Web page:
I don’t remember much from the section, other than good times with my brother,
and a lot of rolling hills, and 1 or 2 bigger climbs. Finally we reached the turn on
Laveaux Mountain, and headed down to the AS…. The final AS before the finish.

We ran the last 100 yards into the AS because, when though I was hurting and
exhausted, you always try to run into the AS. I had walked into a couple, and I
NEEDED to run into Oberg.  The AS was ROCKING. Run by Kurt Decker and
Twin Cities Running Company, the Oberg Mountain AS is a big party, with lots
of food and music. It was here that I had a first for me. I had my first poop during
an ultra.  For some reason this seemed significant to me. Making it even more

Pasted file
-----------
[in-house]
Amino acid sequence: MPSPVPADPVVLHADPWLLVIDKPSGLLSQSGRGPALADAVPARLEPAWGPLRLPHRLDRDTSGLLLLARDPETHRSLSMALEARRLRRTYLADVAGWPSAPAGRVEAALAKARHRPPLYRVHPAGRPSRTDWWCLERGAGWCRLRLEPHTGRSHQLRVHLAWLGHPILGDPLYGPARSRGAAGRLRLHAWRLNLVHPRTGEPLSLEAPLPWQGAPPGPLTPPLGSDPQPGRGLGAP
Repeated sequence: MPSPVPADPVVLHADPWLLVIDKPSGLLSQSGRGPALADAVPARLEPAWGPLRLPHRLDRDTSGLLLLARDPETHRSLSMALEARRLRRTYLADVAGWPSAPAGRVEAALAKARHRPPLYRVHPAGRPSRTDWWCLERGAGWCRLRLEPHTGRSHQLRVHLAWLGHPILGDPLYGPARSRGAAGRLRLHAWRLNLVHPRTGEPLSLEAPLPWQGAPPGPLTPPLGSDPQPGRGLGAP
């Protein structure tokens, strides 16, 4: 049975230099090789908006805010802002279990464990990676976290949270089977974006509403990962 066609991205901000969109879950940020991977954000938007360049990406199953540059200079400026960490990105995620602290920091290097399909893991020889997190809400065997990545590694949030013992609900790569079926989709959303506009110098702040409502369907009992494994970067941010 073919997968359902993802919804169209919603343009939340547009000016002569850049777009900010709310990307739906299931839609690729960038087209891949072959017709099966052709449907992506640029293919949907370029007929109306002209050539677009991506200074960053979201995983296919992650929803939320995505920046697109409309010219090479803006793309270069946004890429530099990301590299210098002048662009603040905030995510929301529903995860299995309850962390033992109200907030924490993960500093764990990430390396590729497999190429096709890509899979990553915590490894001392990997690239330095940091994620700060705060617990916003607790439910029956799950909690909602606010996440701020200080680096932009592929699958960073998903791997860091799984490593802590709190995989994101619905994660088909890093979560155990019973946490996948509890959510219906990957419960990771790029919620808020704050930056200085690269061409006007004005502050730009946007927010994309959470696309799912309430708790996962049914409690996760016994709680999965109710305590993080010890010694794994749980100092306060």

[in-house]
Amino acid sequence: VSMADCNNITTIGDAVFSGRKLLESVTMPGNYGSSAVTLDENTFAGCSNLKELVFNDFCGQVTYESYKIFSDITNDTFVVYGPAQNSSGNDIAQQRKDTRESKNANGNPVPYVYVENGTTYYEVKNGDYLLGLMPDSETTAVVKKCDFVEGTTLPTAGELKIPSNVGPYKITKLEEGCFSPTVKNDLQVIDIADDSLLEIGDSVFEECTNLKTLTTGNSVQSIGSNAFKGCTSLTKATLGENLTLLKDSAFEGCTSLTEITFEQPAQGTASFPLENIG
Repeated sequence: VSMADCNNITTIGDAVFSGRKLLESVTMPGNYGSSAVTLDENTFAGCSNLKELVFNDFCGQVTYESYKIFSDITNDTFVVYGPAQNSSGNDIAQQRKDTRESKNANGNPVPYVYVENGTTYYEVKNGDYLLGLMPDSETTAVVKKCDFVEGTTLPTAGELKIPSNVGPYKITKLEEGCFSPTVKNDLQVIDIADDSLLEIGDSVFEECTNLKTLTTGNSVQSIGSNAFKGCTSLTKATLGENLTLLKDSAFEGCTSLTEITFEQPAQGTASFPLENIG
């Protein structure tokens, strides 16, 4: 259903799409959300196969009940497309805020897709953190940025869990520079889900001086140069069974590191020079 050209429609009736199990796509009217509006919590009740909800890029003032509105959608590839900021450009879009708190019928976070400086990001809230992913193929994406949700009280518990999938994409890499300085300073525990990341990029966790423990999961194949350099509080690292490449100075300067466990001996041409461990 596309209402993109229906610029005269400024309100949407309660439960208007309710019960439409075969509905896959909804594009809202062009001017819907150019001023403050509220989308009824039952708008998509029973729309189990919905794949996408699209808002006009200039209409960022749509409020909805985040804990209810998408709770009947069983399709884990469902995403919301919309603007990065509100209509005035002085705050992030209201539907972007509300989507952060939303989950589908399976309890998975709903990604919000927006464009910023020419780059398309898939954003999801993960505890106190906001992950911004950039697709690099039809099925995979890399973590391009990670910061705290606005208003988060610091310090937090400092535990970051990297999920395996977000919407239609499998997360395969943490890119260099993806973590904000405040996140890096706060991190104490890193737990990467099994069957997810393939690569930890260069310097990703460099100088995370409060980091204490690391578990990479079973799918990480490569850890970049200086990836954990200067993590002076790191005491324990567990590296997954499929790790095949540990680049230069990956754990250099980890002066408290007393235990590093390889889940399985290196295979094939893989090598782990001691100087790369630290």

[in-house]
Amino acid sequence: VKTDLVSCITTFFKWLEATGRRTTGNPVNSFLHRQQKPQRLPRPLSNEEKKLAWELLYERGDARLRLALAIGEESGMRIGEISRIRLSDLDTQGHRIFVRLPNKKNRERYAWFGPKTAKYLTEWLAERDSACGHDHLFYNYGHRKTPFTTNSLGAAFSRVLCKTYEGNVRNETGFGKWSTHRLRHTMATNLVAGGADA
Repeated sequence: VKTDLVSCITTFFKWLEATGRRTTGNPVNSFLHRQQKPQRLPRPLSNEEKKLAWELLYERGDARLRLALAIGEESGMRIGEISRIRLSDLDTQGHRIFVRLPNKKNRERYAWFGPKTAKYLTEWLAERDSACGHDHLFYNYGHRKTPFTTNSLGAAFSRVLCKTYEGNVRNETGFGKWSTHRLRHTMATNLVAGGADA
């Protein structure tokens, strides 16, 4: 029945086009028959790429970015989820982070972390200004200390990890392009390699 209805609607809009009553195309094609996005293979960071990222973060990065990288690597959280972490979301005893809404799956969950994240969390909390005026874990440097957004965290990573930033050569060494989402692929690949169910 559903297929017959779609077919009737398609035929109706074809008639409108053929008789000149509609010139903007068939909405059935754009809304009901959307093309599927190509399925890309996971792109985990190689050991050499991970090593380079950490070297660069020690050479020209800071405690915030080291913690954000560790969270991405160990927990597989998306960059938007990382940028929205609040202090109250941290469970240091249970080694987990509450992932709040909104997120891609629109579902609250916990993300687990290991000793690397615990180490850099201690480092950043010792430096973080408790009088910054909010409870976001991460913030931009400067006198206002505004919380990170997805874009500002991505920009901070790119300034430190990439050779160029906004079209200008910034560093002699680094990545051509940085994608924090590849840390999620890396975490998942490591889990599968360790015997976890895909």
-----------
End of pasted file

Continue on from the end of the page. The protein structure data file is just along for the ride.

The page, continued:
historic, I got to go in an actual building…. A cement block outhouse with pit toilets
but still…. I remember bragging to Mat that my first poop during an ultra was 

Oberg Mountain to Caribou Highlands (finish) 7.1 miles

There’s no words to describe heading out for the last section, with my mom!  We
headed out from the AS and made the short climb up the flank of Oberg Mountain. 
We passed the spur trail to the lop trail, and continued to climb. Then, with a switch
and a switchback, we were heading down.  At the bottom, we continued a gentle
descent until Moose Mountain hit us like a baseball bat to the gut. It starts out gently,
and my mom commented that it didn’t seem that bad.  I said, just wait, it gets worse.
And boy does it get worse.

Just over two miles into the section, we began what, to me, is one of the toughest